The Louisiana congressional delegation led by Sen. Mary Landrieu (D-LA) has called on President Obama to put an end to the de facto moratorium in the deepwater Gulf of Mexico.

In a letter to the president on Feb. 19, the eight-member group wrote, “We would appreciate the opportunity to discuss with you as a delegation how this can most effectively be done to benefit all stakeholders. We…request to meet with Chief of Staff William Daley to further discuss this matter.”

The moratorium, which was imposed last May following the Macondo well blowout, officially ended in October (see NGI, Oct. 18, 2010). However, the oil and natural gas industry contends that a de facto moratorium continues because of the Interior Department’s sluggish pace in issuing new drilling permits. Sen. David Vitter (D-LA) has placed holds on two Obama administration nominees until the drilling permit impasse in the Gulf is resolved.

Earlier this month, Michael Bromwich, director of the Bureau of Ocean Energy Management, Regulation and Enforcement, indicated that offshore production could move forward, once containment technologies were in place. A new containment system recently was launched by the Marine Well Containment Co., a non-profit, independent organization founded by ExxonMobil Corp., Chevron, ConocoPhillips and Royal Dutch Shell (see NGI, Feb. 21). BP plc this said it planned to join the other producers (see NGI, Feb. 7). The system, based in the GOM, operates in water depths of up to 8,000 feet and can process up to 60,000 b/d of liquids.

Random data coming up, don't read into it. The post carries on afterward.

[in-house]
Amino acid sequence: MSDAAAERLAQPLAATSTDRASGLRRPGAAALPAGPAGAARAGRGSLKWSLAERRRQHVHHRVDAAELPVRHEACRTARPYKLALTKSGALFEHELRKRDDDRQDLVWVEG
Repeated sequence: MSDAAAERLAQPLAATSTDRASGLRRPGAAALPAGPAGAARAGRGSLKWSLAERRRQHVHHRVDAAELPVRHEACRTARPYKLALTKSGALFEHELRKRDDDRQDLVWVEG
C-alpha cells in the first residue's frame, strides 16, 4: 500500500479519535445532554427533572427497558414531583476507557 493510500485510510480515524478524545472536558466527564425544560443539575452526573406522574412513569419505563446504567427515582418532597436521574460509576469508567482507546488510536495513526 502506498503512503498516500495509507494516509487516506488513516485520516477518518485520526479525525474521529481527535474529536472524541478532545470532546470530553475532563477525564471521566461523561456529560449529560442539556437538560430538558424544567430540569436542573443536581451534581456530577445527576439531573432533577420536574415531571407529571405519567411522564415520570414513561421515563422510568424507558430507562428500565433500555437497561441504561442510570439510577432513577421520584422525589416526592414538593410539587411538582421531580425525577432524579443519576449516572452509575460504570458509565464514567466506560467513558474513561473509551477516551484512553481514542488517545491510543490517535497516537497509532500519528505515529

Interior Secretary Ken Salazar Friday traveled to Houston to review the containment systems.

“The de facto moratorium which replaced it [the original moratorium] has created a new climate of uncertainty. There is now a confusing and cumbersome permitting policy on drilling, with nothing being approved,” the Louisiana delegation said.

An analysis by the Obama administration indicated that the economic impact of the drilling ban led to nearly $2 billion in reduced industry spending and a loss of up to 12,000 jobs, according to the lawmakers. And studies commissioned by business and industry pointed to even greater losses.

“As we work to restore U.S. manufacturing jobs, offshore energy production can be a driver for national independence and innovation. Instead the current decision to limit OCS [Outer Continental Shelf] drilling has paralyzed an important domestic industry, cut thousands of jobs and stifled economic investment and growth at a time when job creation is paramount,” the group noted.

“As Congress prepares to enact major cuts in spending aimed at reducing our deficit, we should not deny royalties and other revenue from oil and gas development that could assist in paying down the debt.

“Wood Mackenzie…recently released a study showing that a one-year delay in the permitting process will likely result in a loss of nearly $10.8 billion in government revenues, further exacerbating our problem.”

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